Genealogy and family history are words that I use interchangeably, but I use family history more often than genealogy. Those who differentiate between the two terms define genealogy as the names, dates and places that go on a pedigree chart and family history as the stories of our ancestors that help us know the kind of people they were. I love the stories, so maybe that is why I prefer the term family history.
Since you were born, you have been creating a history which is part of your family’s history. What do you have in your home that tells your story? The following is a good method for collecting what you have:
Get a cardboard box. Any kind of a box will do. Put it someplace where it is in the way, perhaps on the couch or on the counter in the kitchen—anywhere where it cannot go unnoticed. Then, over a period of a few weeks, collect and put into the box every record of your life, such as your birth certificate, your certificate of blessing, your certificate of baptism, your certificate of ordination, and your certificate of graduation. Collect diplomas, all of the photographs, honors, or awards, a diary if you have kept one, everything that you can find pertaining to your life; anything that is written, or registered, or recorded that testifies that you are alive and what you have done.
Don’t try to do this in a day. Take some time on it. Most of us have these things scattered around here and there. Some of them are in a box in the garage under that stack of newspapers; others are stored away in drawers, or in the attic, or one place or another. Perhaps some have been tucked in the leaves of the Bible or elsewhere. (“Your Family History: Getting Started” by Boyd K. Packer, Ensign, August 2003)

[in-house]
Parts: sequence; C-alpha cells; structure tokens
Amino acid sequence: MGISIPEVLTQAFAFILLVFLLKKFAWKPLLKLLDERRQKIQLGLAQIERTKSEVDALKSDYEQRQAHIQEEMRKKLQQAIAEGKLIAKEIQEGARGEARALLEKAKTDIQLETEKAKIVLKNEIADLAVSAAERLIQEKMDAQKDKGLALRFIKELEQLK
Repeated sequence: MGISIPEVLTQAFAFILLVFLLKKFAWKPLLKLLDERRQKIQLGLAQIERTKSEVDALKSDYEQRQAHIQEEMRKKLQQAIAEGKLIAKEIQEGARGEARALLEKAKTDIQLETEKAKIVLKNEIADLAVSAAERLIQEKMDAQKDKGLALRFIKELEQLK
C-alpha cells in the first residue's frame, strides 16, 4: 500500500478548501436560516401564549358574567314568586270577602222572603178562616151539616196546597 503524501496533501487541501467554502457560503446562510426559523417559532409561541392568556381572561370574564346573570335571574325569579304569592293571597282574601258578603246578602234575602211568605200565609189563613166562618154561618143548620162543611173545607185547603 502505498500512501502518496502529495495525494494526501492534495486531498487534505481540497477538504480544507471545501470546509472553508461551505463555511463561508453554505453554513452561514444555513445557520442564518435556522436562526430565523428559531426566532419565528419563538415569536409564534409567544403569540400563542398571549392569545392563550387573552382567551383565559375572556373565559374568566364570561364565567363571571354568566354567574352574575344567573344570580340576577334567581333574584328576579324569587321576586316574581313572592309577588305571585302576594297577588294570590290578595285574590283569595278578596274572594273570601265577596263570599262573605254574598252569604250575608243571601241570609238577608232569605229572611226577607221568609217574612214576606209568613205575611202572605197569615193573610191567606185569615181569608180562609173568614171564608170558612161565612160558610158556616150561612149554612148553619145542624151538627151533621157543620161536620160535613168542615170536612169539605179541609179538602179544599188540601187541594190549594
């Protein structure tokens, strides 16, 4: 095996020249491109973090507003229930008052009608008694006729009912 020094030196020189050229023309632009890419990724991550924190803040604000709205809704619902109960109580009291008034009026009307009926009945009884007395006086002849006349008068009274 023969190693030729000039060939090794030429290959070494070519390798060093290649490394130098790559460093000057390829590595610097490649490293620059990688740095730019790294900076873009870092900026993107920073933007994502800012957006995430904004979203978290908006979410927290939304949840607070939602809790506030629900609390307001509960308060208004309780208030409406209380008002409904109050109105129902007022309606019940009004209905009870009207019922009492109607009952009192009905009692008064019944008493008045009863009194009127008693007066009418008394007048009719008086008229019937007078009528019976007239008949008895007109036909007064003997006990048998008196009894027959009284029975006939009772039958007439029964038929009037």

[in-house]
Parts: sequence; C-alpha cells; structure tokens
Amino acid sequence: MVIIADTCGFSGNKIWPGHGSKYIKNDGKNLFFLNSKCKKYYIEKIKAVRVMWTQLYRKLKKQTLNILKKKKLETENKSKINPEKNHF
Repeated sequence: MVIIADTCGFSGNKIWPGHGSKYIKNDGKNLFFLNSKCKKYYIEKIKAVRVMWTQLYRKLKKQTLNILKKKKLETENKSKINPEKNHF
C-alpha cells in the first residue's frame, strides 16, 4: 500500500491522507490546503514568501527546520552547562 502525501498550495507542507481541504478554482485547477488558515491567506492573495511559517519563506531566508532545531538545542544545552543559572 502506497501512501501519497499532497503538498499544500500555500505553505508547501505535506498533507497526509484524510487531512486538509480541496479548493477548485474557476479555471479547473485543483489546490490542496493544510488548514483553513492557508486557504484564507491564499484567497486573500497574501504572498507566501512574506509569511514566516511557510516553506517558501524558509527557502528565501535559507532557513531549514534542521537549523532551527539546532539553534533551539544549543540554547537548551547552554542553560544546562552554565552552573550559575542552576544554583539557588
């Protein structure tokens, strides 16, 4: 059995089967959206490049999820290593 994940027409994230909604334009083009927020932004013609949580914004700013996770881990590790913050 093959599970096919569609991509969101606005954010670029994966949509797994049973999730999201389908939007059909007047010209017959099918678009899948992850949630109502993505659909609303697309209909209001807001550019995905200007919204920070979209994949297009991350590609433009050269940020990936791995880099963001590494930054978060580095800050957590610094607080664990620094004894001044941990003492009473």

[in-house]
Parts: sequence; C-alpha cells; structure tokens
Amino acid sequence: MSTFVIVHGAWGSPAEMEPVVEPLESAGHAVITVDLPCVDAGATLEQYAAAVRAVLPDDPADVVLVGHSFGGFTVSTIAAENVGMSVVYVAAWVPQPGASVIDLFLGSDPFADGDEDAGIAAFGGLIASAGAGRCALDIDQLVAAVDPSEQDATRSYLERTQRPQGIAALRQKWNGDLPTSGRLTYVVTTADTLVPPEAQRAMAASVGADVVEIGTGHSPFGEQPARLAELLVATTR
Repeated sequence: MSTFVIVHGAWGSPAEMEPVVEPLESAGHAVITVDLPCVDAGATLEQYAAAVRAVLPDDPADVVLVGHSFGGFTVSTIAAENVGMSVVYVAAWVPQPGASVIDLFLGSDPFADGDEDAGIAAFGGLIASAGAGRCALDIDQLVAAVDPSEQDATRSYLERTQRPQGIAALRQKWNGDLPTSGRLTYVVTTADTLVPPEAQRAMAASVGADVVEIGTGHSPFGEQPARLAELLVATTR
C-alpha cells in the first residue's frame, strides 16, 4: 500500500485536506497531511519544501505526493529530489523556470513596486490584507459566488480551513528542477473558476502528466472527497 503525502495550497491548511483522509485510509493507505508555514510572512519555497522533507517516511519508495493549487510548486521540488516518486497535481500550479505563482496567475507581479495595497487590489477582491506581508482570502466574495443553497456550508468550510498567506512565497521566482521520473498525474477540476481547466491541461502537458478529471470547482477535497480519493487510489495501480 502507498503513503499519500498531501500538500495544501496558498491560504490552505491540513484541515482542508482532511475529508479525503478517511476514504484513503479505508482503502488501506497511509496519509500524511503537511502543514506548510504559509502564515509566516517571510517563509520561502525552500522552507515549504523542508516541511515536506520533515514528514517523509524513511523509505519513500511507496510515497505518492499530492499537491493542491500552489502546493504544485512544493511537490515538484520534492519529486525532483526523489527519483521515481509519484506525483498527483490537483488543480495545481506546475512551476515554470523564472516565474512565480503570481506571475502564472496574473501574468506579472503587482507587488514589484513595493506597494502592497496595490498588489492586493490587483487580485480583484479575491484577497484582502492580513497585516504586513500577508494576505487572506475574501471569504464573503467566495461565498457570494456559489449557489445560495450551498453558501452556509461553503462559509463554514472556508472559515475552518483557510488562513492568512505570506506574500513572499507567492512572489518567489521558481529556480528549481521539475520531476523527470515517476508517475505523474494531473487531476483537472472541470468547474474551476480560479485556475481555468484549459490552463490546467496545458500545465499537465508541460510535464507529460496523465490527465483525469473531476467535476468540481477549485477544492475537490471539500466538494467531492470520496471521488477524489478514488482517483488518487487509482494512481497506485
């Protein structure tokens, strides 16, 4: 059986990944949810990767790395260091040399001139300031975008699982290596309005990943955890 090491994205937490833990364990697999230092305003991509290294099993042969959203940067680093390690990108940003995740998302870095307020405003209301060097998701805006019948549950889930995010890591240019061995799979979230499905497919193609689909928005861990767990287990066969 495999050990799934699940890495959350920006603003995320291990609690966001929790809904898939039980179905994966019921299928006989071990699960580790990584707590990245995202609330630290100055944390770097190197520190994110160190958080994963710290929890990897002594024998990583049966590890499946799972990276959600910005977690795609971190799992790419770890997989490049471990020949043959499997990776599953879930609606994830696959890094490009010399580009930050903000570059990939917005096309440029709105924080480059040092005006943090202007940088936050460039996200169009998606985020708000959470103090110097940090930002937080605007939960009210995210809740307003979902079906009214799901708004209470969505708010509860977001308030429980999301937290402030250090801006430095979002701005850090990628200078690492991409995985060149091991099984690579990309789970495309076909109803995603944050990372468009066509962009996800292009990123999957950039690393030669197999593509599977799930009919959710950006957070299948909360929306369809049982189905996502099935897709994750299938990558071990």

Depending on your stage of life, you may have the certificates, photos, and letters of previous generations in addition to the documents that relate to your life. The “get a box” idea can work even if you have just gotten your own first place and your history documents are still at your parents’ house, you will just need their help in collecting the items.
Once you have had time to collect things, it is time to organize them. That’s where the filing system you have chosen comes in. (See Genealogy 101.) You will probably want to create a file for yourself in addition to the surname files. Within files, place items in historical order which will make it easier to record the stories these items tell. Be sure to record your own story along with the stories of your ancestors. Your descendants will be grateful you did.
Are you keeping a journal? A personal journal will not only benefit those who might read it after you are gone but can help you also. We all have rough times in life. If we record those times and how we got through them, it can be a powerful aid for getting through future challenges. I will expand on writing your own history and journal keeping in future articles.
There are many things that you might find to put “in the box.” I would like to share some of the things that I found that helped me know my family better.
Old Letters and Cards
So far, I have not found a journal kept by any of my ancestors. The closest thing to a journal that I have found are twenty-four letters that passed between my paternal grandparents while they were courting. I shared how they met in a previous post. Their letters are dated between 1910 and 1914. The early letters were exchanged while they were both living in Manhattan, New York. Picture dating without cell phones! They continued to correspond after Grandpa moved to California.
The letters are valuable to me because they show a side of my grandparents that I never knew. The year I was born, my paternal grandparents were both 65 years old. As a result, I only knew them as older people. Their letters show a glimpse into their lives when they were young.
Their letters reveal that the wedding almost didn’t happen! When Cornelius learned that he wasn’t her only suitor, he sent an angry letter telling Mollie of his discovery and that he was headed for California to find work in the oil fields. Not only is the tone of that letter radically different from all the others he wrote, his handwriting is different too. Even without reading his words, his handwriting speaks of his anger. In a short time, Cornelius calmed down, apologized for his angry letter, and continued his courtship with Mollie by long distance mail. The following letter speaks to just how close their marriage came to not happening!